Monday, October 18, 2010

'Forest Floor' - Reade & Maxwell

Some images (and notes) on the final segment of the Reade/Maxwell railing project.

As those who have been following this project have seen, the project was to created a series of stair and balcony railings for a custom home on Manitoulin Island. The overall concept was 'Sea to Shore to Sky', incorporating stylized natural elements which changed as you climbed from basement up the open concept layout to the second floor.

The final piece was visually removed from the other segments of the railing, but also the first thing a visitor sees as they walk into the front door. For that reason, I wanted to create something even more eye catching, and even more organic than the other panels.

Original layout drawing

I took a departure from the method of designing I use normally. I had produced this very rough concept drawing, which really only intended to give an impression of what I was intending. You can see that there are no individual uprights indicated. I next produced a number of individual test elements:

Some, like the small copper 'bell flower' element, were rejected by the clients. Others, like the 'jack-in-the-pulpit' were then repeated several times as full sized structural uprights.
The unused elements are likely to surface into some future projects.

The end result was an assortment of individual elements, which then were laid out into the finished tubing frame. This combination of hand rail and end post were formed from 3/4 ID pipe. This work was done (very carefully!) by heating the individual pieces inch by inch with the torch to control the generation of the curves. The end post shapes were formed by spiralling them over a length of 4 inch diameter heavy pipe, which was later driven out to form the basket outline.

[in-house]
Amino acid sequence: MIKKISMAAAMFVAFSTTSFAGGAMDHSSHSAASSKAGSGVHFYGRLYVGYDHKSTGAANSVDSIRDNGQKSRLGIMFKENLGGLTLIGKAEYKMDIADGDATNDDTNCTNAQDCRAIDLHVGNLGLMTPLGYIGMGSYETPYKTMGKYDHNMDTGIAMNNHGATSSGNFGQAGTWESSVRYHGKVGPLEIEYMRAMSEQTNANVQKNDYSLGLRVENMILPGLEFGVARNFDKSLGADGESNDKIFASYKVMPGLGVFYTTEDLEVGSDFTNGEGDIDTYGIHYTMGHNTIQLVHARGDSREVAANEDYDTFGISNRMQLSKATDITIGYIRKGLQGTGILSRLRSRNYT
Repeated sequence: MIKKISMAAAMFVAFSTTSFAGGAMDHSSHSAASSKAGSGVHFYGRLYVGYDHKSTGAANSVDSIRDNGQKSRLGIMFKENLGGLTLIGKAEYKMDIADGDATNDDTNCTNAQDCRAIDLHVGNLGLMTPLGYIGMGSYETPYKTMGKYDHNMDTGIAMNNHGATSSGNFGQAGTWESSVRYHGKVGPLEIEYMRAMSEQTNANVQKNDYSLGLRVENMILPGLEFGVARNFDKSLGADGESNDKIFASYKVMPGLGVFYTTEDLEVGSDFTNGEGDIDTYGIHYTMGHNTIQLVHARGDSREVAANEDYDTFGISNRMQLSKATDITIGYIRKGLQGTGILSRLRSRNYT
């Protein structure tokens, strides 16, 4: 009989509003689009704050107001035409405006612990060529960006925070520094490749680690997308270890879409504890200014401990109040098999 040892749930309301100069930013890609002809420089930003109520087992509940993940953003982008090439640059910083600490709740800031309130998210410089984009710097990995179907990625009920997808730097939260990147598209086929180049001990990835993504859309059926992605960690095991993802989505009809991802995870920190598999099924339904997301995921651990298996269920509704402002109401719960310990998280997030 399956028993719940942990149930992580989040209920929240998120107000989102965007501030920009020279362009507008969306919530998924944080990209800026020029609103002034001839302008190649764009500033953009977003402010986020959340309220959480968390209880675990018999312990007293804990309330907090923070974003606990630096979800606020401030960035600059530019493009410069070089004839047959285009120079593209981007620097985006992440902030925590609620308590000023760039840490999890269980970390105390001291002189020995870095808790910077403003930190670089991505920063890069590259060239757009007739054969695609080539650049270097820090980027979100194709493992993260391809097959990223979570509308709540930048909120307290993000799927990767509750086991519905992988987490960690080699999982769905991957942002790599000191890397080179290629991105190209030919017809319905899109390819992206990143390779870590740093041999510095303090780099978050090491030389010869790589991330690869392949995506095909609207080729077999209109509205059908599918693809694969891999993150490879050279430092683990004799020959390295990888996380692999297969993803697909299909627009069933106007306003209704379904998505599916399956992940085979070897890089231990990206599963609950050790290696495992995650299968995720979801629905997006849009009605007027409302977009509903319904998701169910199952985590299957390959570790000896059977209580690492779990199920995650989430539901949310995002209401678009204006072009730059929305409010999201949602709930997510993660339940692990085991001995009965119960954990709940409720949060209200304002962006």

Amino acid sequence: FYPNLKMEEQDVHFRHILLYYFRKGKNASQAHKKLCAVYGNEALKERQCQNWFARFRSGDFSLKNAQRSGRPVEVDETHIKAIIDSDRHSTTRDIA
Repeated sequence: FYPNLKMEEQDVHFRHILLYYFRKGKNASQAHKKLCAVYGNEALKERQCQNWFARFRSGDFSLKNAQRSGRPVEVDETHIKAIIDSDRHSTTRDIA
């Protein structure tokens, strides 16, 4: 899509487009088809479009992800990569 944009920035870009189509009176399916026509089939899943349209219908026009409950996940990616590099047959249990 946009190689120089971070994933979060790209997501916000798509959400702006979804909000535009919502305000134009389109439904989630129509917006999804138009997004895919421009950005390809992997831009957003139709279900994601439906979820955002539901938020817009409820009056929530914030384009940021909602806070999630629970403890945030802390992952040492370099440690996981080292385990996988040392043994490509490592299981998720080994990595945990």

As each individual element was forged to place it next to those around it, the overall result is far more organic than would have been the case with a series of fairly identical uprights.

One added feature was the lower panel, based on the ferns that dot the house landscape. This is a lighter weight panel, which merely hooks over a pair of leaf shapes on the lower edge of the railing. The purpose was to provide casual security to the triangular space under the stair case.

The finished metalwork does draw in forging methods seen throughout the rest of the assemblage. Most notably, the use of structural angle, re-forged into various organic shapes.

As seen from the front door entrance

As seen from the upper landing

The base colour of this panel is the same dark green used for the 'Shore / Rushes' and the 'Undersea / Kelp' segments. For 'Forest Floor', there is use of a light green for highlights, plus mottled red and orange on the oak leaves. The interior of the flower shapes is a silver with a blush of red.

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February 15 - May 15, 2012 : Supported by a Crafts Projects - Creation and Development Grant

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